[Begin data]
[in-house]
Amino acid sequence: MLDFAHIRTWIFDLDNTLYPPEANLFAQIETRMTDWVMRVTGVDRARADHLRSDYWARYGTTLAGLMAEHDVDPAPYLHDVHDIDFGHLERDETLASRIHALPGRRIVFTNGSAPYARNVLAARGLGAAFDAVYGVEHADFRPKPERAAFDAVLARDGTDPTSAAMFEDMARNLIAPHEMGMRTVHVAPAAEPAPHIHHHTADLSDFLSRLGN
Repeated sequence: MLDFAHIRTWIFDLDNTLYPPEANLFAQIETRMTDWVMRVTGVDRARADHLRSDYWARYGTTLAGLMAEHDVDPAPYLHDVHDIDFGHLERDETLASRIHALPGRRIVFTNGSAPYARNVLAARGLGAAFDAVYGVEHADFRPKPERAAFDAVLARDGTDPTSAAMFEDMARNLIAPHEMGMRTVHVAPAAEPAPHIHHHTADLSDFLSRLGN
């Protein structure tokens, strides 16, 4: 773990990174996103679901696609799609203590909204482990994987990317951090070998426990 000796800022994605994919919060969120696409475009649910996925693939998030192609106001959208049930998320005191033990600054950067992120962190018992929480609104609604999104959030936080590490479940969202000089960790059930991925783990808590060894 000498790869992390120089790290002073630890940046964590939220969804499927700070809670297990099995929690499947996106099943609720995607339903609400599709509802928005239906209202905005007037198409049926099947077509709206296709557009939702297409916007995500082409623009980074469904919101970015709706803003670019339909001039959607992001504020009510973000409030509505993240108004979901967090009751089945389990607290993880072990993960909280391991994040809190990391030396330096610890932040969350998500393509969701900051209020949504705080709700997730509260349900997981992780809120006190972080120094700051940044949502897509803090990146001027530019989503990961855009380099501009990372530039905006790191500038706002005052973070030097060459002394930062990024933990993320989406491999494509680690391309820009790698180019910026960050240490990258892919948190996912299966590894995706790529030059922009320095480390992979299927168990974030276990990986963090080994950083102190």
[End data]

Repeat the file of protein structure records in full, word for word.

[in-house]
Amino acid sequence: MLDFAHIRTWIFDLDNTLYPPEANLFAQIETRMTDWVMRVTGVDRARADHLRSDYWARYGTTLAGLMAEHDVDPAPYLHDVHDIDFGHLERDETLASRIHALPGRRIVFTNGSAPYARNVLAARGLGAAFDAVYGVEHADFRPKPERAAFDAVLARDGTDPTSAAMFEDMARNLIAPHEMGMRTVHVAPAAEPAPHIHHHTADLSDFLSRLGN
Repeated sequence: MLDFAHIRTWIFDLDNTLYPPEANLFAQIETRMTDWVMRVTGVDRARADHLRSDYWARYGTTLAGLMAEHDVDPAPYLHDVHDIDFGHLERDETLASRIHALPGRRIVFTNGSAPYARNVLAARGLGAAFDAVYGVEHADFRPKPERAAFDAVLARDGTDPTSAAMFEDMARNLIAPHEMGMRTVHVAPAAEPAPHIHHHTADLSDFLSRLGN
């Protein structure tokens, strides 16, 4: 773990990174996103679901696609799609203590909204482990994987990317951090070998426990 000796800022994605994919919060969120696409475009649910996925693939998030192609106001959208049930998320005191033990600054950067992120962190018992929480609104609604999104959030936080590490479940969202000089960790059930991925783990808590060894 000498790869992390120089790290002073630890940046964590939220969804499927700070809670297990099995929690499947996106099943609720995607339903609400599709509802928005239906209202905005007037198409049926099947077509709206296709557009939702297409916007995500082409623009980074469904919101970015709706803003670019339909001039959607992001504020009510973000409030509505993240108004979901967090009751089945389990607290993880072990993960909280391991994040809190990391030396330096610890932040969350998500393509969701900051209020949504705080709700997730509260349900997981992780809120006190972080120094700051940044949502897509803090990146001027530019989503990961855009380099501009990372530039905006790191500038706002005052973070030097060459002394930062990024933990993320989406491999494509680690391309820009790698180019910026960050240490990258892919948190996912299966590894995706790529030059922009320095480390992979299927168990974030276990990986963090080994950083102190």